Wednesday, February 6, 2013


[in reply to this post at Dangerousmeta]

The thing about Facebook... magnifies the tension between Change and Stasis.

Walk with me...

We all hate Change, and we all complain about Stasis. If Facebook had been designed by someone *not* autistic, it may have included built-in means for firewalling our social networks.

Y'know, like we used to. Can we even remember what that's like?

Instead, all these social networks are suddenly laid bare (to some extent.) Getting into new networks is the recipe for Change.
Many academics and career counselors observe this inertia and conclude
that the problem lies in basic human motives: We fear change, lack readiness,
are unwilling to make sacrifices, sabotage ourselves. [...]
Indeed, the conventional wisdom on how to change careers is in
fact a prescription for how to stay put. The problem lies in our methods, not
our motives. [...]
To make a break with the past, we must venture into unknown networks –
and not just for job leads. Often it is strangers who are best equipped to help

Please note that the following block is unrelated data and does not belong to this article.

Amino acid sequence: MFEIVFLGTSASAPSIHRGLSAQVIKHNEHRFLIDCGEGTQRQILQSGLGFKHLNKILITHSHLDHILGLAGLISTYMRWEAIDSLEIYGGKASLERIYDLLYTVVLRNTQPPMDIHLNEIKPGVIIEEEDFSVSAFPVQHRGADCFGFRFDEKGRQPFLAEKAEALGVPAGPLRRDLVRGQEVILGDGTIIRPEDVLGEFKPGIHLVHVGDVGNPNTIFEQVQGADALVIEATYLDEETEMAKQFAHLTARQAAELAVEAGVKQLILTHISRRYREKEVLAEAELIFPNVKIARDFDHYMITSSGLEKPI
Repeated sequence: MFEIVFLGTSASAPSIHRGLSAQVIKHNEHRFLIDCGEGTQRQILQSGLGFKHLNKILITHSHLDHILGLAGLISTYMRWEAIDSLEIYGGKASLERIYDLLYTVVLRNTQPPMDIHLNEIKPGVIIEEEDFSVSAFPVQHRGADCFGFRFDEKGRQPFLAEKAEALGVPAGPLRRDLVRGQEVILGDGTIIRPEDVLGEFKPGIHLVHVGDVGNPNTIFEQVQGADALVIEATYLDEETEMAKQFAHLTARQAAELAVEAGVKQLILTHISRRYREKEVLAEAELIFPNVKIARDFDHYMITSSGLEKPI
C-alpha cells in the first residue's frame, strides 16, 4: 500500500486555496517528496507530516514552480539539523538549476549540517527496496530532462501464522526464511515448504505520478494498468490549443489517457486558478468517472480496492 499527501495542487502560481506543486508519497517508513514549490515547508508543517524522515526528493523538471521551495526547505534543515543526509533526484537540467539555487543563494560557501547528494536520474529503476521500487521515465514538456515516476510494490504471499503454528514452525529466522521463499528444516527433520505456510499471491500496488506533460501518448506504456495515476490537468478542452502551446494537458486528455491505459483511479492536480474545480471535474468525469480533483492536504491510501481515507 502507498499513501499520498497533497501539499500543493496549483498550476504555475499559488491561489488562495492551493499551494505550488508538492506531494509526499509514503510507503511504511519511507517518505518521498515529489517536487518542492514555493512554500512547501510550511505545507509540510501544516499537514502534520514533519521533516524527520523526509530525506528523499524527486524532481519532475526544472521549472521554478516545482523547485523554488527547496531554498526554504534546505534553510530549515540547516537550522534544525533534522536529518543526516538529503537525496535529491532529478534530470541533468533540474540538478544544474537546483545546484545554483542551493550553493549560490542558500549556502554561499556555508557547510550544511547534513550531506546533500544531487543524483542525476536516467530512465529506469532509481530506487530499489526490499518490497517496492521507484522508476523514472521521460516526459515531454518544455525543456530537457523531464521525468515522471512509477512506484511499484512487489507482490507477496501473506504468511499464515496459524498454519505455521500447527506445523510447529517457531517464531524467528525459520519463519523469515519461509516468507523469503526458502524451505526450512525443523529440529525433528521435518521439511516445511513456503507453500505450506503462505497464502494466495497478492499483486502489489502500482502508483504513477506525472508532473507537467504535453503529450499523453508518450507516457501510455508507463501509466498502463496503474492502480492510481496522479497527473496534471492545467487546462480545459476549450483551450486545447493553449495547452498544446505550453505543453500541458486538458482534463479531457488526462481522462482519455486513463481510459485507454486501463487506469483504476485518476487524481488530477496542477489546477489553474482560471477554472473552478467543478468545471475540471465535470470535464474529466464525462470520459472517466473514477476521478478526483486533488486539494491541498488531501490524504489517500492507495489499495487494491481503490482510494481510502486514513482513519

us see who we are becoming. [...]
Trigger events don’t just jolt us out of our habitual routines,they are the necessary
pegs on which to hang our reinvention stories. Arranging life events
into a coherent story is one of the subtlest, yet most demanding, challenges of
career reinvention. To reinvent oneself is to rework one’s story.
Herminia Ibarra: How to Stay Stuck in the Wrong Career - Harvard Business Review

Ibarra is writing about careers, but she really means "life."

Joe Rogan touches on this concept of one's story, too:

Facebook collapses all the investments we have in multiple identities to multiple groups (again look who developed the application in first place...) which means the moment we start adding friends, we have to start rewriting our story, and by proxy, reinvent ourselves.

Worse, every time we look at the site, we're confronted with others reinventing themselves more successfully than we are.

This is incredibly stressful, and if we're not equipped to perceive/discuss this phenomenon, we're carrying some invisible anxiety.

TL;DR: Some loners with Aspergers created a website that makes money by inventorying the behaviors of narcissists.